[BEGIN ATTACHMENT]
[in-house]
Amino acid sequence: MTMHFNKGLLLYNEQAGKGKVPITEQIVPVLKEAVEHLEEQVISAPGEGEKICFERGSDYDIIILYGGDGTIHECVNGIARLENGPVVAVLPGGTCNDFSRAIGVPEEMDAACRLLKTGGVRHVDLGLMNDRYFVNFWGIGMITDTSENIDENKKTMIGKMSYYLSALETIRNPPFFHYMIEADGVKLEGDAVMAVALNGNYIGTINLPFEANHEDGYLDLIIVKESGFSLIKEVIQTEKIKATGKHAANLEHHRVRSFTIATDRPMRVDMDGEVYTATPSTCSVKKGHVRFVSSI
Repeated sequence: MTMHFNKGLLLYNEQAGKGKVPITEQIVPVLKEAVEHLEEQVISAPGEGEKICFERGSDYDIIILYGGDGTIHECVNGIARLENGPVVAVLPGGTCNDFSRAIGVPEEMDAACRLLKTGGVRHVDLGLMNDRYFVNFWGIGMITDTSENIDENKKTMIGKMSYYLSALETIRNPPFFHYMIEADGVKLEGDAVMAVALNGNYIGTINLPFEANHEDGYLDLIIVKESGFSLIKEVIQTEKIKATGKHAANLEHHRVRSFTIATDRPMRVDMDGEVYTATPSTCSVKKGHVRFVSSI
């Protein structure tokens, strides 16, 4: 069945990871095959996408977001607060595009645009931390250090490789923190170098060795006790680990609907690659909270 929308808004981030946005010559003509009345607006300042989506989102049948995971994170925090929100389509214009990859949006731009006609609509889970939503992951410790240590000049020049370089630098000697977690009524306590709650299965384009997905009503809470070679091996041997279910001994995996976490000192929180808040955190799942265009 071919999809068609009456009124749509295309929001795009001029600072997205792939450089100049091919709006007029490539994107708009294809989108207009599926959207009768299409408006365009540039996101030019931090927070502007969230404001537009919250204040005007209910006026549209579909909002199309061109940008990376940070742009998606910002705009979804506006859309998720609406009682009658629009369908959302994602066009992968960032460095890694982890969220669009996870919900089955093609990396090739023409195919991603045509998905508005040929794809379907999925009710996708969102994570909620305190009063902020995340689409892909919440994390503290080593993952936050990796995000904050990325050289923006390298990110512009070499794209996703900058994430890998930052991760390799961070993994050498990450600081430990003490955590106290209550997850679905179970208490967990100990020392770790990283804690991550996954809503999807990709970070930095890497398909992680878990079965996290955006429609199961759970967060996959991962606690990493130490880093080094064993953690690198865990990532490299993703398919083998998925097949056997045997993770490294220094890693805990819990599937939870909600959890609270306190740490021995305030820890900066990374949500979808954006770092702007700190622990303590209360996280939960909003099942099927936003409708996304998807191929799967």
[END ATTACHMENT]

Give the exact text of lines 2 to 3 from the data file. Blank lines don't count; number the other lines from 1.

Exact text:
Amino acid sequence: MTMHFNKGLLLYNEQAGKGKVPITEQIVPVLKEAVEHLEEQVISAPGEGEKICFERGSDYDIIILYGGDGTIHECVNGIARLENGPVVAVLPGGTCNDFSRAIGVPEEMDAACRLLKTGGVRHVDLGLMNDRYFVNFWGIGMITDTSENIDENKKTMIGKMSYYLSALETIRNPPFFHYMIEADGVKLEGDAVMAVALNGNYIGTINLPFEANHEDGYLDLIIVKESGFSLIKEVIQTEKIKATGKHAANLEHHRVRSFTIATDRPMRVDMDGEVYTATPSTCSVKKGHVRFVSSI
Repeated sequence: MTMHFNKGLLLYNEQAGKGKVPITEQIVPVLKEAVEHLEEQVISAPGEGEKICFERGSDYDIIILYGGDGTIHECVNGIARLENGPVVAVLPGGTCNDFSRAIGVPEEMDAACRLLKTGGVRHVDLGLMNDRYFVNFWGIGMITDTSENIDENKKTMIGKMSYYLSALETIRNPPFFHYMIEADGVKLEGDAVMAVALNGNYIGTINLPFEANHEDGYLDLIIVKESGFSLIKEVIQTEKIKATGKHAANLEHHRVRSFTIATDRPMRVDMDGEVYTATPSTCSVKKGHVRFVSSI